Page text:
UN concerned over the growing use of the death penalty in Middle East and Asia
“In many cases, the death penalty involves clear violations of international norms and standards,” the spokesperson for the Office of the UN High Commissioner for Human Rights (OHCHR), Rupert Colville, told journalists in Geneva. These violations include disrespect for fair trial guarantees and due process, and when executions of juvenile offenders take place in violation of the Convention on the Rights of the Child.
Other violations include alleged crimes that do not meet the threshold of “most serious crimes,” execution after a very long period on death row, and a failure to ensure consular services are provided to foreign nationals.
Speaking on behalf of OHCHR, Mr. Colville said the office is “deeply concerned that a number of countries in the Middle East and Asia have recently started reapplying the death penalty after several years of moratorium, and despite the overwhelming global trend towards abolishing the death penalty.”
Earlier this week, three men were executed in Kuwait – the first time since May 2007 that Kuwait has carried out death sentences.
“Over 40 detainees remain on death row in Kuwait, and we urge the Government to commute all death sentences,” Mr. Colville said.
OHCHR noted that Iraq, Saudi Arabia and Yemen are among other countries in the Middle East region which regularly carry out the death penalty.
“We are particularly concerned at the continued high rate of implementation of the death penalty in Iraq,” Mr. Colville said, adding that at least 12 executions have been carried out this year, four in April alone. Hundreds of additional people in Iraq are on death row.
The number of people executed in Iraq last year totalled 123, including five women, which was a massive increase over previous years, OHCHR said, and “deeply worrying” in a country where there are persisting serious concerns about compliance with fair trial standards.
In Asia, the death penalty has also recently been carried out for the first time in several years in India, while Japan resumed executions in 2012.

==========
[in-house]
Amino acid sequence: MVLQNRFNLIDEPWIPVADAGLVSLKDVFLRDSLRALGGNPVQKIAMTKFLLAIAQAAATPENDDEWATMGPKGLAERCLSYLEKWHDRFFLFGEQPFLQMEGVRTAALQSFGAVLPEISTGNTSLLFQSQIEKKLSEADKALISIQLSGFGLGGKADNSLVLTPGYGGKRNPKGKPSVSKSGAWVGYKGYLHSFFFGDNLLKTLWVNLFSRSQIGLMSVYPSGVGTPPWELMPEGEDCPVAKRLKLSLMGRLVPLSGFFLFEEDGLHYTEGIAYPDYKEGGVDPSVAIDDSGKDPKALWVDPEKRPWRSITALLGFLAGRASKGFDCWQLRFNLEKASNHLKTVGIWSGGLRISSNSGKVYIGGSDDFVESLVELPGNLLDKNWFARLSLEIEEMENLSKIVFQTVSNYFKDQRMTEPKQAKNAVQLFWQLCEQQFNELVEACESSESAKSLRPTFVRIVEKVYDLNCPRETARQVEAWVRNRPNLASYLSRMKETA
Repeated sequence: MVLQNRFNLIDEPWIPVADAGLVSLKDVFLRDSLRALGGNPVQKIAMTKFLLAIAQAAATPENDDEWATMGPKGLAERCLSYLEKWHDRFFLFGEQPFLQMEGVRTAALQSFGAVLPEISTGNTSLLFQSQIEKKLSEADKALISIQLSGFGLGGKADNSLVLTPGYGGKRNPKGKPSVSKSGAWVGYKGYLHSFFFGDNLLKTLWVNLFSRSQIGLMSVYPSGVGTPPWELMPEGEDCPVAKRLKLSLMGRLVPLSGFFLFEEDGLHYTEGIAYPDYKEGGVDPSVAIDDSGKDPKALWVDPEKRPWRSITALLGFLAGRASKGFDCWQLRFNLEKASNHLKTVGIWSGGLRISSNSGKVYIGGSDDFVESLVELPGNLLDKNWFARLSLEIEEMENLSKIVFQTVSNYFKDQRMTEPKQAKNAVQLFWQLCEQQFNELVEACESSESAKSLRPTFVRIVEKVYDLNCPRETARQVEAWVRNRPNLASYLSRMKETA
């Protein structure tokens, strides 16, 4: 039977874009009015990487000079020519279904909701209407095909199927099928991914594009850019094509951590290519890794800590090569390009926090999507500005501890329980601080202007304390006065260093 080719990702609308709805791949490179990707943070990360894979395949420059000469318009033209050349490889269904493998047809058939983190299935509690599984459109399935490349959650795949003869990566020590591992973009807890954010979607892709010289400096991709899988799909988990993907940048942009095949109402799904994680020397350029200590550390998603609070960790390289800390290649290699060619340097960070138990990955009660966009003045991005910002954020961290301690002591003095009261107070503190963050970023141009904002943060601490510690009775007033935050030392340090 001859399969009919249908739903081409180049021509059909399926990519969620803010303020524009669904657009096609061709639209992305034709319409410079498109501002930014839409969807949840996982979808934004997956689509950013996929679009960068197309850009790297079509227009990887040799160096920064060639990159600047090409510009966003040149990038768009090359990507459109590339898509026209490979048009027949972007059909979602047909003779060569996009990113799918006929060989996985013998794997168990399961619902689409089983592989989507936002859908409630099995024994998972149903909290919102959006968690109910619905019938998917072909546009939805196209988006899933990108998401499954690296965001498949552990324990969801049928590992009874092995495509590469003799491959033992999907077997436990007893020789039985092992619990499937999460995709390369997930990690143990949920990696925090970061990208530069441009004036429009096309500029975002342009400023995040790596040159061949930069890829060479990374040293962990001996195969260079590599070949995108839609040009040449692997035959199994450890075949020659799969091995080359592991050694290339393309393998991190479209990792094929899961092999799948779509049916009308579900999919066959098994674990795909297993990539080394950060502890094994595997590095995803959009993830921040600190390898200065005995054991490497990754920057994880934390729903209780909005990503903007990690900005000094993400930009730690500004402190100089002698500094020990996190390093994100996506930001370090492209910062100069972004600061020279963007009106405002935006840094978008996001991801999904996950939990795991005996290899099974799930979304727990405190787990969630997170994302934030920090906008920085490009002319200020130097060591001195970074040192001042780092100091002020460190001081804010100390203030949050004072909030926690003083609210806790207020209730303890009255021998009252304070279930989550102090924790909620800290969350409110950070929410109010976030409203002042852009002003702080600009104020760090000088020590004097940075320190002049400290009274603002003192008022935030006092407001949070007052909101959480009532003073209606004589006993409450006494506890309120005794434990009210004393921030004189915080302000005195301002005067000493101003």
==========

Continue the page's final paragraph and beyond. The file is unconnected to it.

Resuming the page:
Meanwhile in Indonesia, a man convicted on drug charges was reportedly executed by firing squad in the capital, Jakarta, on 14 March 2013 – the first execution in the country since November 2008. The execution occurred despite appeals by UN Special Rapporteur on extrajudicial executions, Christof Heyns, and other UN experts and civil society.
Indonesia’s Attorney General has said that 20 prisoners convicted and sentenced to death will be executed later this year. Reportedly around 130 people are believed to be on death row in Indonesia and more than half of them have been convicted of drug-related offences.
According to OHCHR, an unknown number of people are executed every year in China, the Democratic People’s Republic of Korea and Iran. In the United States, five executions have taken place so far this year.
The UN has a long history of opposing the death penalty. The UN General Assembly first voted on a moratorium in 2007, and again in December 2012 with the support of 111 countries, 41 against and 34 abstentions. The resolution called for a progressive restriction on the use of capital punishment and eliminating it entirely for felons below the age of 18 and pregnant women.
Although not legally binding, the UN moratorium on executions carries moral and political weight. Approximately150 countries have either abolished the death penalty or do not practice it.